I never took the kit zoom off the camera this evening.  I didn’t need any more telephoto reach, but I was close to needing more wide-angle angle of view.  This ship was CLOSE!

Almost Close Enough To Touch

I included the seawall in the frame to give some sense of the proximity of the ship.  I’ve never seen one drift this close to the seawall.

Rudder Detail

At first I thought the ship had snagged a crab pot, but these floats are intentionally attached.  I don’t know their purpose.  I haven’t seen anything like them before.

Arrow 2 Closes In

Barely enough room

Crew taking pictures

Some crew members taking pictures of people taking pictures.  No crop here.  70mm was all that was needed.

Starting to swing away

Shot as wide as I could make it… 18mm.

Heading Back

The Arrow 2 speeds back, this time to drop a river pilot off… the ship was underway within a half hour.

Prior to the arrival of the pilot, however, the ship was dragging itself away from the seawall with its anchor winch.  I could hear the chain links coming through the hawsepipe, but couldn’t see it taking place as the bulk of the ship was blocking the view.

All in all, a pretty interesting hour out there.

Really, I Was Being Productive…

But technology (an automatic dryer) kept me hands-off until it was done with the load.

So I went to Coffee Girl and ordered a mocha.  And watched the fog swirl.


It was definitely a day that would have been ideal to set the camera on a tripod and a timer and shoot a few hundred images a second apart… watching the ebb and flow of fog would have been fascinating.

But I had neither the time or the right equipment, so I had to settle for a few stills before going home and folding clothes.

ISO 100, 1/160th @ f/8, 70-300 zoom at 230mm.

Tuesday, February 1, 2011


Photoshop is making me crazy. 

More accurately, I’m making myself crazy with Photoshop. 

The image in the previous post is not what I want it to be.  It was really beyond my camera’s capabilities to get it entirely right in a single shot, so I knew I’d have to fall back on post-processing to try to get it back to what I saw.  I’m on the sixth version now and still haven’t got it right.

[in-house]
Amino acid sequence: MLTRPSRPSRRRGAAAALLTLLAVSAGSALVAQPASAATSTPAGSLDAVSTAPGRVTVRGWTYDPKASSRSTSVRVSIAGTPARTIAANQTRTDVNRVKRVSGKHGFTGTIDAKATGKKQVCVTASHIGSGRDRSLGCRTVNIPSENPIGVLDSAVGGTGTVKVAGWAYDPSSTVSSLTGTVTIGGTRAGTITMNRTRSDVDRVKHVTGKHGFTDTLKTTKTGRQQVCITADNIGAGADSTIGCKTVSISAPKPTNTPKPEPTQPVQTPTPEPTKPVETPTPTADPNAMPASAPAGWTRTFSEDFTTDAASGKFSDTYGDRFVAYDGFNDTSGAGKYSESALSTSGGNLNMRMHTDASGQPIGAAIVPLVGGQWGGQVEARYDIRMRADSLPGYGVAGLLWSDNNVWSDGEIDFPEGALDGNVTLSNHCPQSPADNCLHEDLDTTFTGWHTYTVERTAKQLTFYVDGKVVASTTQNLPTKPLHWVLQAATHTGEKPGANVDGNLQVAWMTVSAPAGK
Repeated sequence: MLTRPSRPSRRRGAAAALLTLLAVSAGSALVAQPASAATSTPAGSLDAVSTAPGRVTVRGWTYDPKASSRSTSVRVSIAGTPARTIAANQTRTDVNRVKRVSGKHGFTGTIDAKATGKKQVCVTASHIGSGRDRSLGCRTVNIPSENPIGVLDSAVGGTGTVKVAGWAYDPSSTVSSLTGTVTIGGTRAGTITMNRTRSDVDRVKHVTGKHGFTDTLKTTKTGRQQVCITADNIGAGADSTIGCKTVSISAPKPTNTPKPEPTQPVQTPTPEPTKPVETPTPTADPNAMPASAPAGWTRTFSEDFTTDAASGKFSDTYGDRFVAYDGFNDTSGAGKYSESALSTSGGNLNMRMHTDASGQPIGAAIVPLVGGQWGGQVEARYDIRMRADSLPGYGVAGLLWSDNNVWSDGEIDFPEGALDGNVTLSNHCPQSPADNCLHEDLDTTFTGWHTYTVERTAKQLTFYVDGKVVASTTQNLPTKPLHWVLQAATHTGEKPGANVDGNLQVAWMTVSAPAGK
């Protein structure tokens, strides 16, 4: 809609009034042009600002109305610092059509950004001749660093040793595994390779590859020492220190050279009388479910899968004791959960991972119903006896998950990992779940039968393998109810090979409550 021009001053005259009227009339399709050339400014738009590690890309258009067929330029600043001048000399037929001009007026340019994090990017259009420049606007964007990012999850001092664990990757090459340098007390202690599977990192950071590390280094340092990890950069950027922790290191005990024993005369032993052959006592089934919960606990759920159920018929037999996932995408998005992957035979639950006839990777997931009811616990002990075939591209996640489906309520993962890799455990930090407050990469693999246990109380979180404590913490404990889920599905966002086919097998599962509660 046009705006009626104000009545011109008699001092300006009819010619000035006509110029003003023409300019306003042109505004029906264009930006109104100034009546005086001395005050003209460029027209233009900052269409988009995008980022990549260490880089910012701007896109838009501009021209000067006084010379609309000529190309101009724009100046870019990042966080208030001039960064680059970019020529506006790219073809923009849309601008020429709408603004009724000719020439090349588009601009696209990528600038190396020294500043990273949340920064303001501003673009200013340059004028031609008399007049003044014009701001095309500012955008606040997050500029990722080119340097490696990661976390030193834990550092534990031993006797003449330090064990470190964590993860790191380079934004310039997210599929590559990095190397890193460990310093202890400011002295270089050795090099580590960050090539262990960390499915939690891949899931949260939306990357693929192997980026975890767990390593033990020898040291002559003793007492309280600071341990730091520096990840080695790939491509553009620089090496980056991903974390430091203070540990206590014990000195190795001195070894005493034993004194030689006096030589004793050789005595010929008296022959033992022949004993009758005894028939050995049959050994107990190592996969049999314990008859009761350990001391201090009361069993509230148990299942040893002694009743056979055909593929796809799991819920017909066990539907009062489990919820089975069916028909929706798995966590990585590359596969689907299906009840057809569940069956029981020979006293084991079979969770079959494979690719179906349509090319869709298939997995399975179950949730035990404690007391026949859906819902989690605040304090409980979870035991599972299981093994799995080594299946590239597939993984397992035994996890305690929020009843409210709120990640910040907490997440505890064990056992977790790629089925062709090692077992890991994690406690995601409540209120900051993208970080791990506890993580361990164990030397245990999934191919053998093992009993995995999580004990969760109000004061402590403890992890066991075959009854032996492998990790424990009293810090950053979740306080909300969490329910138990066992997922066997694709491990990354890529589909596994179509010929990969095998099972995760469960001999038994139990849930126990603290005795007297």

So, I’m retreating for the moment.

I scrolled back a few shots and found one in the same series that looked pretty much as I’d intended it to right out of the camera.

Yes, the river really was that smooth.

January Calm

Slightly straightened and cropped to fit, no other alterations. ISO 100, 1 second at f/8 (on tripod), 105mm Sigma macro.

Saturday, January 29, 2011

The Ornak Leaves Town. Finally.

This ship has been a constant companion in my neighborhood since mid-month.  It hasn’t been the longest stay in the anchorage that I’ve ever seen, but it’s right up there. 

It’s kind of hard to miss, what with the huge “POLSTEAM” lettering that’s visible even through a lot of fog.

With the river as still as it was this afternoon and evening, I couldn’t resist a walk out to the far side of the Alderbrook lagoon with tripod and full bag in tow.

I had no idea that I’d be catching the Ornak in its last few hours of its very long stay here.  I didn’t see it leave.  I just noticed about a half an hour ago that it was no longer in view.

Ornak at twilight

Sigma 105mm @ f/8, 1/2 second, ISO 100 (tripod mounted)

Friday, January 7, 2011

The Stars (or Moon, at least) Align At Last

I’ve been wanting to photograph the Peacock at night since she first got lit up on her new perch, but between abysmal weather and (I think) a very unfortunate holiday decoration lashed to her mast, I haven’t had an opportunity.